Common Sense Advice for the Personal Injury Claimant


Dear Client:

Here are some basic tips:

1. Your claim is private, to you and your spouse. We suggest you not discuss it with others. An exception is when we ask “lay witnesses” to write letters on your behalf.
2. Your acquaintances and family, and even you, have preconceptions about personal injury claims, and lawyers. Please give us the benefit of the doubt that our values are similar to yours, and we will be asserting claims to what you are entitled to under the law. Never brag what you expect to be getting.
3. Some attorneys would have you cancel all your social media accounts, NOW, and I respect that opinion. What is not there cannot be used against you.
4. I like my approach. You are going to need your friends and family. My wife and I have prayed for dozens of people and families going through illness and injury from requests we found on our Facebook Home Page. Having your Facebook Friends as a part of your support network can help.
5. But, at the very least, go visit your site, and study your profile. If it says too much or is inaccurate, fix it.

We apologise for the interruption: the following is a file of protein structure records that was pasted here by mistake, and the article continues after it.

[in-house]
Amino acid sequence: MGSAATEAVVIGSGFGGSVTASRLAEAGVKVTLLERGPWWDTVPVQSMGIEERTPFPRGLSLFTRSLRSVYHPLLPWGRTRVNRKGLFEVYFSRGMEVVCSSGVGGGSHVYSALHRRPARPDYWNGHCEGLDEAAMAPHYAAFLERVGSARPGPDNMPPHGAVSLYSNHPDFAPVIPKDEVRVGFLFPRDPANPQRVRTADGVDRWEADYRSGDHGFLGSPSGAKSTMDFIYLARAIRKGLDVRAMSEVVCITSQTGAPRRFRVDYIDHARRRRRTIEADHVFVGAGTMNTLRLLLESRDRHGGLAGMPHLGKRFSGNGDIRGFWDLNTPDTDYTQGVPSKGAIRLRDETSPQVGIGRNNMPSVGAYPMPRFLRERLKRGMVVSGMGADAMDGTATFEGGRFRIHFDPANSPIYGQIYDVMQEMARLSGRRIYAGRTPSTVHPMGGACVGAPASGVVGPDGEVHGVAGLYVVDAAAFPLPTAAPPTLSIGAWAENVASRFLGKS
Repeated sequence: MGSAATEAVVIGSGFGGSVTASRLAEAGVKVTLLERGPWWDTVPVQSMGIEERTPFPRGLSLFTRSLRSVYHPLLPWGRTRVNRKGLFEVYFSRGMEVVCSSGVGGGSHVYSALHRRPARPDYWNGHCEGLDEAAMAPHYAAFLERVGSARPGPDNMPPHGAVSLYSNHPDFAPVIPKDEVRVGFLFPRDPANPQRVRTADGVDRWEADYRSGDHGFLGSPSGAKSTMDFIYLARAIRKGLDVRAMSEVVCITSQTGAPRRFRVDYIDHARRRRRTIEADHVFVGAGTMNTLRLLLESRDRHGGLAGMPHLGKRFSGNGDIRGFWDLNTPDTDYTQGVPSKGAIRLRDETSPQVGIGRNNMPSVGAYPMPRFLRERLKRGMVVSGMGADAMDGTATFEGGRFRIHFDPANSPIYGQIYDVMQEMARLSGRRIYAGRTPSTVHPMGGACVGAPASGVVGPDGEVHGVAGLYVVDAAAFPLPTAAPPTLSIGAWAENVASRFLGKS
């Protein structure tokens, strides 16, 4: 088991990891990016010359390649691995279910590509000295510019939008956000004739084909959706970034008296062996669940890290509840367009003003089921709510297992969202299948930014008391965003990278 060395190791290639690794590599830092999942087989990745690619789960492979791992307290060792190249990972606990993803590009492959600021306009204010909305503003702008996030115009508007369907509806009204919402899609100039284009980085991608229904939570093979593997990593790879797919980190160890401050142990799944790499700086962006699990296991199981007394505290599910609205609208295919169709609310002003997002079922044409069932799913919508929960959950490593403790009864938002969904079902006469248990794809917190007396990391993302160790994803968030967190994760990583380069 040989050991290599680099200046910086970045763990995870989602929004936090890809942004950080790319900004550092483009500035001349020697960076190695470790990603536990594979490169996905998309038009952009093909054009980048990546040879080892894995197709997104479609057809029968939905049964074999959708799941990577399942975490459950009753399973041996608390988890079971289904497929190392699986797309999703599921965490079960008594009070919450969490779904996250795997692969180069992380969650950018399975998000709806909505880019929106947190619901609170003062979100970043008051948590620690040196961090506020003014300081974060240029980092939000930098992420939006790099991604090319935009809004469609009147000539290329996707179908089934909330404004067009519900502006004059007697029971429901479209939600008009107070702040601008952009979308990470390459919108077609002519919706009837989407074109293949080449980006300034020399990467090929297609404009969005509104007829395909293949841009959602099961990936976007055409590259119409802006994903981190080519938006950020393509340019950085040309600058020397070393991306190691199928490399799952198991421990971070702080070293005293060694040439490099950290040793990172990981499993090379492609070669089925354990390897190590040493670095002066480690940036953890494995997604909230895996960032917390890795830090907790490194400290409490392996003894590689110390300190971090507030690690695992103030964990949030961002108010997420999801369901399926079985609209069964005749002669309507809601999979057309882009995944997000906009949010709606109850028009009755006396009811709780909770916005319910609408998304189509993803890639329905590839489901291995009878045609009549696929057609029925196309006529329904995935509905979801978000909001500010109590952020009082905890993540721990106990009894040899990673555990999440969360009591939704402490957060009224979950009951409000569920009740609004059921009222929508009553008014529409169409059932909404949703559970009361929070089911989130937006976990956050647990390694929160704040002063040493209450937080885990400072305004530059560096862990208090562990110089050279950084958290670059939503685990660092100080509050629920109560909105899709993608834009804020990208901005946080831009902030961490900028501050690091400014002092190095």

6. Review your content with the assumption that the insurance adjustor will be viewing it. Signs of tolerance for drugs, profanity, or excessive consumption of alcohol must go. No, we aren’t trying to take away your individuality. We just want you to portray a clean-cut image.
7. Unless you are a candidate or are promoting yourself commercially, all settings should be “friends only.” When you get an alert, or Facebook is “upgraded”, check those settings.
8. Don’t post specifics about your injury or recovery, but, more importantly, anything you post should be consistent with what you tell us.
9. Need we remind you that we need accurate information from you, diary entries that don’t exaggerate or minimize, and DO NOT POST PHOTOS OF YOURSELF ENGAGING IN ACTIVITIES THAT WE ARE TELLING THE ADJUSTOR YOU CAN NO LONGER DO, UNLESS THEY ARE DATED TO SHOW THEY WERE YOUR PRIOR ACTIVITY. If you ran marathons or ran the rapids, keep those postings up.10. Keep us informed of your progress, treatment, and setbacks. We will pepper the adjustor with information that she can note in order to set an appropriate “reserve value” for your claim.

11. Some lawyers no longer like their clients to keep a journal. (see #3 above.) I prefer that you do. Give us examples of what impact your injuries have, activities you have to defer, services your spouse, friends, family have to do for you, and descriptions of pain, inconvenience, and limitations. But, as you improve, report it accurately too.

12. Call us when you have questions!

This post was written by Burton Hunter

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